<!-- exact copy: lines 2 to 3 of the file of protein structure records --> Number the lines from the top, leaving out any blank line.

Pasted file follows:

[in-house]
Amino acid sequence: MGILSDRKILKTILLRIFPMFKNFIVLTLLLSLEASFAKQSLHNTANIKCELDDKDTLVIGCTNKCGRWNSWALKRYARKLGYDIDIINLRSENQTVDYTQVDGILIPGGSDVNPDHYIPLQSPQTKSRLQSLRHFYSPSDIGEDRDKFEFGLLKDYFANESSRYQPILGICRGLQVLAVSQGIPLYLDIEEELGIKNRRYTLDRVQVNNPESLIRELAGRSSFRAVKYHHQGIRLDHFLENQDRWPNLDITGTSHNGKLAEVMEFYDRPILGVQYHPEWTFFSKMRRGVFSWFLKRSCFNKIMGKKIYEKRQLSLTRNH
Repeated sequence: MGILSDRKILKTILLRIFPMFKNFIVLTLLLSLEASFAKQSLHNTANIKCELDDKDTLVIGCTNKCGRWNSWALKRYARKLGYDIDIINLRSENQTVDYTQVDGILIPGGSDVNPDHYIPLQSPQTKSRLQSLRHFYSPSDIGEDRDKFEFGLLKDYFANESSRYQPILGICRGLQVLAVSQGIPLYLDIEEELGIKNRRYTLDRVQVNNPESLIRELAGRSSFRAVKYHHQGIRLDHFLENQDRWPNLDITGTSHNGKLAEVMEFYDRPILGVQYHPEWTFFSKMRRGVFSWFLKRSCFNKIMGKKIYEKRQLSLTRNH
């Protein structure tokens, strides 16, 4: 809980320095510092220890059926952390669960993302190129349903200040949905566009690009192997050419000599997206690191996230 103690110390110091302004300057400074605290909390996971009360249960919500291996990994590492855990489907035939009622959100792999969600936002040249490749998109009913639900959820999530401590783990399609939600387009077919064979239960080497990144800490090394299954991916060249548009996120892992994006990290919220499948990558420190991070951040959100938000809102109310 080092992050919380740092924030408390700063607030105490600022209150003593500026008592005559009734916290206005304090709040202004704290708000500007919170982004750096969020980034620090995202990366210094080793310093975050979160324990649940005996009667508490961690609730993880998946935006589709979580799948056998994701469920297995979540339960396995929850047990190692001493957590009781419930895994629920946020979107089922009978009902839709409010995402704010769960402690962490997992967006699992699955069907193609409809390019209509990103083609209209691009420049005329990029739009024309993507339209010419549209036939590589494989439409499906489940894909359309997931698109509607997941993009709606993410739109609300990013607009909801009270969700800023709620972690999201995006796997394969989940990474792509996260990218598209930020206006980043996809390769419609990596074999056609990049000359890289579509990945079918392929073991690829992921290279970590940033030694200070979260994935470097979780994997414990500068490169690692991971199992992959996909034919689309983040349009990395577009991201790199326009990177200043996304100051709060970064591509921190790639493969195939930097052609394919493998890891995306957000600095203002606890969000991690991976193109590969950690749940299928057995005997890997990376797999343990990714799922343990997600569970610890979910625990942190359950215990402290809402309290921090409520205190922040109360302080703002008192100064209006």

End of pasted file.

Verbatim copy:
Amino acid sequence: MGILSDRKILKTILLRIFPMFKNFIVLTLLLSLEASFAKQSLHNTANIKCELDDKDTLVIGCTNKCGRWNSWALKRYARKLGYDIDIINLRSENQTVDYTQVDGILIPGGSDVNPDHYIPLQSPQTKSRLQSLRHFYSPSDIGEDRDKFEFGLLKDYFANESSRYQPILGICRGLQVLAVSQGIPLYLDIEEELGIKNRRYTLDRVQVNNPESLIRELAGRSSFRAVKYHHQGIRLDHFLENQDRWPNLDITGTSHNGKLAEVMEFYDRPILGVQYHPEWTFFSKMRRGVFSWFLKRSCFNKIMGKKIYEKRQLSLTRNH
Repeated sequence: MGILSDRKILKTILLRIFPMFKNFIVLTLLLSLEASFAKQSLHNTANIKCELDDKDTLVIGCTNKCGRWNSWALKRYARKLGYDIDIINLRSENQTVDYTQVDGILIPGGSDVNPDHYIPLQSPQTKSRLQSLRHFYSPSDIGEDRDKFEFGLLKDYFANESSRYQPILGICRGLQVLAVSQGIPLYLDIEEELGIKNRRYTLDRVQVNNPESLIRELAGRSSFRAVKYHHQGIRLDHFLENQDRWPNLDITGTSHNGKLAEVMEFYDRPILGVQYHPEWTFFSKMRRGVFSWFLKRSCFNKIMGKKIYEKRQLSLTRNH